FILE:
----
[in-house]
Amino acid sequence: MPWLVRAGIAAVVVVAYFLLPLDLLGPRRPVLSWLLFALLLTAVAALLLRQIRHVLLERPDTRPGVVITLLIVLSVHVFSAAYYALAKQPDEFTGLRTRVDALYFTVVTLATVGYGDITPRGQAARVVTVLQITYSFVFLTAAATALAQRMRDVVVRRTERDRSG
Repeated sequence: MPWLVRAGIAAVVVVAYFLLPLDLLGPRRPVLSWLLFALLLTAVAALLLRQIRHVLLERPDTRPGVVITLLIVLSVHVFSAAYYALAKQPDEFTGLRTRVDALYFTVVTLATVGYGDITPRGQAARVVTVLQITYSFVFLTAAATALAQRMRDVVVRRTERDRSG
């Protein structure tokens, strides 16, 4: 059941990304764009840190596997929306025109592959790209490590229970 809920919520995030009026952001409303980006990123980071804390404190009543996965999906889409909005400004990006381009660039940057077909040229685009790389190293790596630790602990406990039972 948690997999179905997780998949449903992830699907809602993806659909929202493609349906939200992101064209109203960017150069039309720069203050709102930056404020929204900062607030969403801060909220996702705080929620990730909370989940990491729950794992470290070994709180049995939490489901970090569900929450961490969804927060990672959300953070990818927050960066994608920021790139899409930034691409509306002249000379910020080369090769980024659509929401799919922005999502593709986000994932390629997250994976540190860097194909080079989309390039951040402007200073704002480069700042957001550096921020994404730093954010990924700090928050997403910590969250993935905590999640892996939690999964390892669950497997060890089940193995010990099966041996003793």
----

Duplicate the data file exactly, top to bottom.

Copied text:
[in-house]
Amino acid sequence: MPWLVRAGIAAVVVVAYFLLPLDLLGPRRPVLSWLLFALLLTAVAALLLRQIRHVLLERPDTRPGVVITLLIVLSVHVFSAAYYALAKQPDEFTGLRTRVDALYFTVVTLATVGYGDITPRGQAARVVTVLQITYSFVFLTAAATALAQRMRDVVVRRTERDRSG
Repeated sequence: MPWLVRAGIAAVVVVAYFLLPLDLLGPRRPVLSWLLFALLLTAVAALLLRQIRHVLLERPDTRPGVVITLLIVLSVHVFSAAYYALAKQPDEFTGLRTRVDALYFTVVTLATVGYGDITPRGQAARVVTVLQITYSFVFLTAAATALAQRMRDVVVRRTERDRSG
């Protein structure tokens, strides 16, 4: 059941990304764009840190596997929306025109592959790209490590229970 809920919520995030009026952001409303980006990123980071804390404190009543996965999906889409909005400004990006381009660039940057077909040229685009790389190293790596630790602990406990039972 948690997999179905997780998949449903992830699907809602993806659909929202493609349906939200992101064209109203960017150069039309720069203050709102930056404020929204900062607030969403801060909220996702705080929620990730909370989940990491729950794992470290070994709180049995939490489901970090569900929450961490969804927060990672959300953070990818927050960066994608920021790139899409930034691409509306002249000379910020080369090769980024659509929401799919922005999502593709986000994932390629997250994976540190860097194909080079989309390039951040402007200073704002480069700042957001550096921020994404730093954010990924700090928050997403910590969250993935905590999640892996939690999964390892669950497997060890089940193995010990099966041996003793």